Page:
Vascular Plants of North Carolina
Account for Longbeak Arrowhead - Sagittaria australis   (J.G. Smith) Small
Members of Alismataceae:
Members of Sagittaria with account distribution info or public map:
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Section 5 » Order Alismatales » Family Alismataceae
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Author(J.G. Smith) Small
DistributionPresent over most of the Piedmont and northern half of the Coastal Plain. Essentially absent in the outer Coastal Plain, the Sandhills proper, and Mountains (with a single record for Alleghany County so far).

This is an Eastern species ranging from NJ, southern IN, and southeastern MO south to the FL Panhandle and LA.
AbundanceGenerally uncommon to infrequent in the Piedmont and northern Coastal Plain, but rare in the southern Coastal Plain. Very rare in the Mountains, where absent in most counties.
HabitatThe habitats are typical for arrowheads (Sagittaria) in general, being found in marshes, river shores, lake and pond margins, swamp openings, and wet creek banks. Most records are from brownwater river systems, which suggests a preference for higher pH water.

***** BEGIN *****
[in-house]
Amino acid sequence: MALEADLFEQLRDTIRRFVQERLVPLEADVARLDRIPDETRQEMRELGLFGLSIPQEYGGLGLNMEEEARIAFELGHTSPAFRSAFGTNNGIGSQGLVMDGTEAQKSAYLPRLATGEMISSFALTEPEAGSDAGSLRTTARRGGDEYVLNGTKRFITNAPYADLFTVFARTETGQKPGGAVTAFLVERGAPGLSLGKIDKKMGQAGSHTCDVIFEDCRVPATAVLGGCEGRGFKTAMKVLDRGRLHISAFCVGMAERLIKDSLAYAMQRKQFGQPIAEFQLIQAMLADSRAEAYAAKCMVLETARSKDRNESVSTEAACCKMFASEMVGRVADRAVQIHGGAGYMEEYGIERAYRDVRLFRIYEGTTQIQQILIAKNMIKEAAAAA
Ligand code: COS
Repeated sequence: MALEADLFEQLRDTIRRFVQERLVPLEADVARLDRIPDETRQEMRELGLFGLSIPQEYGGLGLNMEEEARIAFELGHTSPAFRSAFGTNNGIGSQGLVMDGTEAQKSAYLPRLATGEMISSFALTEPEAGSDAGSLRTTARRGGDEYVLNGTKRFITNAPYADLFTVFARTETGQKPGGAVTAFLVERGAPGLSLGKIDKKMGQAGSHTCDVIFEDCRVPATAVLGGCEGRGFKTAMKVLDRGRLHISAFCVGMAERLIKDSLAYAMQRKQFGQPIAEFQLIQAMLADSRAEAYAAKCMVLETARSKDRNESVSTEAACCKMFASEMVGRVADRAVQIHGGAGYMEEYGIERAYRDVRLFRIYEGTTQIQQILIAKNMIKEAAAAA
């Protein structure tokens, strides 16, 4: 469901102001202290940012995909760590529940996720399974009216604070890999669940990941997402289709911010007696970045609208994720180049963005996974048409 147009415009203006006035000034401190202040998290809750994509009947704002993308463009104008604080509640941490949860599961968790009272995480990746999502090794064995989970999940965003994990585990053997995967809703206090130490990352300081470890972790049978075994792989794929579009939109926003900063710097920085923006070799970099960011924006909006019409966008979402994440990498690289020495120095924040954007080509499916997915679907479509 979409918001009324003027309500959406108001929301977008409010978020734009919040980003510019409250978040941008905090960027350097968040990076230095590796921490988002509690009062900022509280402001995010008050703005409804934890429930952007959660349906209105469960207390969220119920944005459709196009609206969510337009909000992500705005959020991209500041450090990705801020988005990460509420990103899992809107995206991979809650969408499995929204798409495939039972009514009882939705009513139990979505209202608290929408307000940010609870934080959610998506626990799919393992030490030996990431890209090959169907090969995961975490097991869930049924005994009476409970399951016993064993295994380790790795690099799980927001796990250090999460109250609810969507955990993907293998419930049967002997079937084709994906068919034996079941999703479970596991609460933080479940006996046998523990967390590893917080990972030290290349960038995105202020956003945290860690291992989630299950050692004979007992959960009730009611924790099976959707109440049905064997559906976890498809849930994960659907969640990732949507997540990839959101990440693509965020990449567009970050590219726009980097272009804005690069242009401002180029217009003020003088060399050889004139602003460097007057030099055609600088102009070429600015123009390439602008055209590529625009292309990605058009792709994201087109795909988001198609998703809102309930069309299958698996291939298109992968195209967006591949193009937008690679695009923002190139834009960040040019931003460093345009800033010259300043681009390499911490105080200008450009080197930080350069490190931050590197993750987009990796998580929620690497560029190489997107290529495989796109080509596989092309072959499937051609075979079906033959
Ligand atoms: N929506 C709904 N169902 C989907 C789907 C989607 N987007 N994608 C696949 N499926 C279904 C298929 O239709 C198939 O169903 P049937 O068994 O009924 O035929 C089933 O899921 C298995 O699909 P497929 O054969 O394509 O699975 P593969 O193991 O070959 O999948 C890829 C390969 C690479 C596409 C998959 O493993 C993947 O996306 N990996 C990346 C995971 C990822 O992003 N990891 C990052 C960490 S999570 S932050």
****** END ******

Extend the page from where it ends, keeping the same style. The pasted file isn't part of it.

PhenologyBlooms from June into October, and fruits shortly after flowering.
IdentificationThis is one of a few arrowheads that has quite large and sagittate (arrowhead-shaped) leaf blades. The several leaves have quite long stalks, up to 1.5 feet long, and the blades are up to 6 inches long and 3-4 inches wide, with a tapering tip. The base of a leaf is usually deeply forked into a long triangular shape. The leaf shape is a bit more deeply cut at the base than is the common S. latifolia, but this can be variable. The flowering stalk is like several other species, being about 1.5-2 feet long, containing 3-15 whorls of fairly large white flowers at each node (whorl). Each flower has 3 petals, and the flower is somewhat over 1 inch across. This species has a 5-angled leaf stalk, unlike others in the genus. The bracts of the flowers are papery and tan in color, acuminate at the tips, typically longer than on S. latifolia. The closely related S. engelmanniana has bracts of the inflorescence thick and herbaceous and rounded at the tip. Some of the most important characters in separating arrowheads lie in the seed (achene) shape; see references for these details.
Taxonomic CommentsSome references, especially older ones, use the name Sagittaria longirostra, and a few others have or had it included as a subspecies within S. engelmanniana, as ssp. longirostra.

Other Common Name(s)Appalachian Arrowhead
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